The Chamber of Commerce has led the fight against the financial reform bill making its way through Congress. The business lobby opposes the creation of the Consumer Financial Protection Agency, enhanced oversight of derivatives, and other key parts of the reform package, and it won many concessions on the bill recently passed by the House of Representatives.
Though the White House and the Chamber have been at loggerheads, recently, at least two members of President Obama’s inside circle teamed up with the Chamber in its efforts to fight financial reform.
Mellody Hobson, president of the mutual fund company Ariel Investments, and JP Morgan executive William Daley are both affiliated with the Chamber of Commerce’s Center for Capital Markets Competitiveness. Both Daley and Hobson served on the Center’s predecessor committee and signed a letter from the Center urging the Obama administration to adopt Wall Street-friendly regulatory reform. Hobson and Daley were two of the only Democrats to sign the letter, judging from campaign finance data; it’s an overwhelmingly Republican bunch.
As I noted in my previous post about Representative Melissa Bean’s ties to the Obama fundraisers, Daley and Hobson are both very close to the president. Hobson has been raising money for him since 1995, is business partners with one of the first family’s closest friends, and campaigned side-by-side with Michelle Obama. Daley was an adviser to the Obama transition and co-chair of the Obama inauguration.
Hobson and Daley’s direct link to the Chamber surfaced after sundin noted that Representative Melissa Bean had ties to the Chamber through her former chief of staff, John Michael Gonzalez. Gonzalez was hired by the lobbying firm Peck, Madigan last spring. Sundin also discovered that the Chamber had thrown a fundraiser for Bean to help retire her debt after the 2006 cycle.
Bean led efforts to water down the financial reform bill that recently passed the House.
Hobson and Daley both gave big to Bean in June and July of this year, along with a whole slew of Chicago-based Obama insiders with ties to the financial industry. Joining them in directing money at Bean were several lobbyists from Peck, Madigan – Gonzalez’s firm. Sean Richardson, Sheila Murphy, Jonathon Jones, and Jeffrey Peck all gave money to Bean in late June. Gonzalez cut her a $2,400 check in March.
Hobson and Daley’s direct links to the Chamber of Commerce’s Wall Street coalition suggest that these contributions were part of a coordinated effort by Chamber-affiliated financial executives and lobbyists to support Representative Bean in her efforts to fight reform.
The Obama team’s ties to the Chamber of Commerce don’t end there. Sundin also discovered that Gonzalez’s bio at Peck, Madigan makes note of the prominent role he played during the Obama transition, of which Daley was an advisory board member:
In 2007, Mr. Gonzalez helped Obama Campaign for Change National Co-Chair Melissa Bean coordinate a successful House “super-delegate” operation for President Obama. He served on the Obama-Biden Transition Project in the office of Congressional Affairs and was responsible for Congressional outreach to the House Committees on Financial Services, Energy & Commerce, and Small Business. The National Journal said that Mr. Gonzalez “stands tall on the talent scorecard kept by Obama’s designated White House Chief of Staff Rahm Emanuel.”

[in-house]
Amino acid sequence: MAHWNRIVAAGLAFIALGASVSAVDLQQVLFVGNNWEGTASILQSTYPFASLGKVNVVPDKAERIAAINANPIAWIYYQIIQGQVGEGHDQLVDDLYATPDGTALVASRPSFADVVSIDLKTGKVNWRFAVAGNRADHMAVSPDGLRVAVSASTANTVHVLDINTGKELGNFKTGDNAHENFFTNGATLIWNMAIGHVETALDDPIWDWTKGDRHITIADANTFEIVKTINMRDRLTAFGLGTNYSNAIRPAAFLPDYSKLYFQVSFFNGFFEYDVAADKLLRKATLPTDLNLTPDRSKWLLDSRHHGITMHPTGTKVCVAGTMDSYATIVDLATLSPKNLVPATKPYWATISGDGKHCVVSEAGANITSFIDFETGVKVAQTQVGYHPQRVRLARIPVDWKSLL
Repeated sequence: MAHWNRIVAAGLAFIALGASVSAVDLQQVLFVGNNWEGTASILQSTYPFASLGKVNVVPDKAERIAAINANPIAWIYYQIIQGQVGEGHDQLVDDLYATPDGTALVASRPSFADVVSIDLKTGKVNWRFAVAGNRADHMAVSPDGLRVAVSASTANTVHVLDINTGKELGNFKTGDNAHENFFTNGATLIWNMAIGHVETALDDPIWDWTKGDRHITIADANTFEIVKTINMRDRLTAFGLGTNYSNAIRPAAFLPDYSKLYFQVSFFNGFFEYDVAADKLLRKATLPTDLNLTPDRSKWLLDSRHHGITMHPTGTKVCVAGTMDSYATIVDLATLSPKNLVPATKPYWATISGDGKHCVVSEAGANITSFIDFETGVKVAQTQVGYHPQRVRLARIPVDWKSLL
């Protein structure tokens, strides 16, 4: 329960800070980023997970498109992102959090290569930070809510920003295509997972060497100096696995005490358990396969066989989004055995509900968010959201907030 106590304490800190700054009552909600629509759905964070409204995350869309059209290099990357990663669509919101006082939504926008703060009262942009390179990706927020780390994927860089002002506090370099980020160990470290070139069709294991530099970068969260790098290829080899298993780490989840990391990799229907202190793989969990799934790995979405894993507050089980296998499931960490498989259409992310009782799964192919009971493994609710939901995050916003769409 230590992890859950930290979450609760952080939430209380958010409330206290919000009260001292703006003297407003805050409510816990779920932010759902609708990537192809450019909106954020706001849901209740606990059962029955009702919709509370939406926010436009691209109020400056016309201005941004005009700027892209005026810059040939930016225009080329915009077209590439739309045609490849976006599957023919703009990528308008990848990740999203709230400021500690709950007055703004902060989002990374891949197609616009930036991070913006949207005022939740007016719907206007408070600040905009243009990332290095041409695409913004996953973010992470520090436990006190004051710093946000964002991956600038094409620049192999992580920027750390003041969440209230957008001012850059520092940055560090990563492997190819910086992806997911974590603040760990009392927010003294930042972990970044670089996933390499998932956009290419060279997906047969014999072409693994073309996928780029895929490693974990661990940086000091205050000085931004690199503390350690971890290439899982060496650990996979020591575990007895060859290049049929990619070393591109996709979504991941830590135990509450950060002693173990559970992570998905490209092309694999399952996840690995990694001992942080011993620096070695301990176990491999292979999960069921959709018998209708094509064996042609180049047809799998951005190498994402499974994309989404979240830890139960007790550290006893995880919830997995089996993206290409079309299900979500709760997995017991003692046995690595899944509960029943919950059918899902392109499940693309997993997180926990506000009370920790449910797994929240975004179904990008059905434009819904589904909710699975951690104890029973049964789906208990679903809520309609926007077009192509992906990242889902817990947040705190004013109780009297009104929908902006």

The chief of staff has very close ties to Bill Daley, as well. Emanuel got his start in the world of politics by working for Daley’s brother, Chicago mayor Richard M. Daley. In 2002, Daley helped send Emanuel to Washington by endorsing him for Rod Blagojevich’s old seat.
Emanuel accepted an invitation to be the keynote speaker at a Chamber board meeting on November 4th, in what was portrayed as a White House “fence-mending” effort.
The Obama team’s coziness with the Wall Street wing of the Chamber of Commerce suggests a degree of coordination on financial reform that doesn’t exist in other policy areas.
These ties may also explain why Chamber CEO Tom Donohue was a frequent visitor to the White House this year, according to newly-released logs.
Donohue’s two meetings with the president’s chief economic adviser, Larry Summers, occurred in the two weeks prior to the Chamber’s March 11, 2009 letter on Wall Street – the one signed by Hobson and Daley. All of his meetings with the president appear to have occurred within several weeks of this date, as well. His meetings with Valerie Jarrett occurred in June 2009, just days before Melissa Bean began receiving a stream of contributions from a number of individuals with close ties to Jarrett and Obama (including three of the five co-chairs of the Obama inauguration committee).
Greg Sargent has described the Chamber as “one of the most determined and well-funded foes of Obama’s agenda.” Whatever the case, the White House and the Chamber appear to enjoy some common ground on financial reform.
Note: Sundin, who dug up Gonzalez’s connection to the Chamber and Obama, is a LittleSis analyst — a member of LittleSis.org’s growing team of watchdogs working to shed light on the powers. Sign up as an analyst and join the investigation, if you haven’t already.